Companies usually don't aspire to be in third place. But in the competitive smartphone market, Microsoft will happily occupy that spot instead of BlackBerry, which is stumbling with its new touch-screen handset.
As my colleague Peter Burrows reported, Google and Apple's dominant positions in the mobile market have left corporate IT departments wondering which company -- BlackBerry or Microsoft -- will be the third option.
That question may have been answered last week, when Waterloo, Ontario-based BlackBerry disclosed weaker-than-expected sales of the Z10. The new model was designed to take on high-end devices such as the iPhone and Samsung's Galaxy S4, which runs on Google's Android.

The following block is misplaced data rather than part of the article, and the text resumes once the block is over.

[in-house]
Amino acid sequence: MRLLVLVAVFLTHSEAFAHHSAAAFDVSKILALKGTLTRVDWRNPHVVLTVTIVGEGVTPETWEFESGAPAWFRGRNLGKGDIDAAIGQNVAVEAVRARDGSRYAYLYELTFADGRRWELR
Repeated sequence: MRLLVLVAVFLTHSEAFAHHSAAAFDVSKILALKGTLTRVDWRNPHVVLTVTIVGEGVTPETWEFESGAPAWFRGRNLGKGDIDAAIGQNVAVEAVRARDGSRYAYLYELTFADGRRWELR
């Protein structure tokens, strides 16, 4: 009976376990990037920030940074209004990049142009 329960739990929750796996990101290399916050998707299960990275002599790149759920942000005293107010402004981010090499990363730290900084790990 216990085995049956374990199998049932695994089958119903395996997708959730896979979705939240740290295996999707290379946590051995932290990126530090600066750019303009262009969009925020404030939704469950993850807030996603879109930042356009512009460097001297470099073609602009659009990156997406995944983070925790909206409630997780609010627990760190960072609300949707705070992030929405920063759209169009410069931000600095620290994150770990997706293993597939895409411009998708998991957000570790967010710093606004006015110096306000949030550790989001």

Pete Devenyi, senior vice president of enterprise software for BlackBerry, said corporate adoption of software for managing BlackBerry phones has been "very much in accordance with our expectations."
BlackBerry's latest struggles boost the likelihood of Microsoft’s Windows Phone becoming a credible third alternative, according to Bob Tinker, CEO of MobileIron, which makes smartphone-management software used by 5,000 companies.
“Most of our customers have been planning to support three mobile operating systems -- iOS, Android and either Windows Phone or BlackBerry,” Tinker said. “The recent results indicate that BlackBerry is not going to be the third.”
For Microsoft, the bronze medal never looked so good.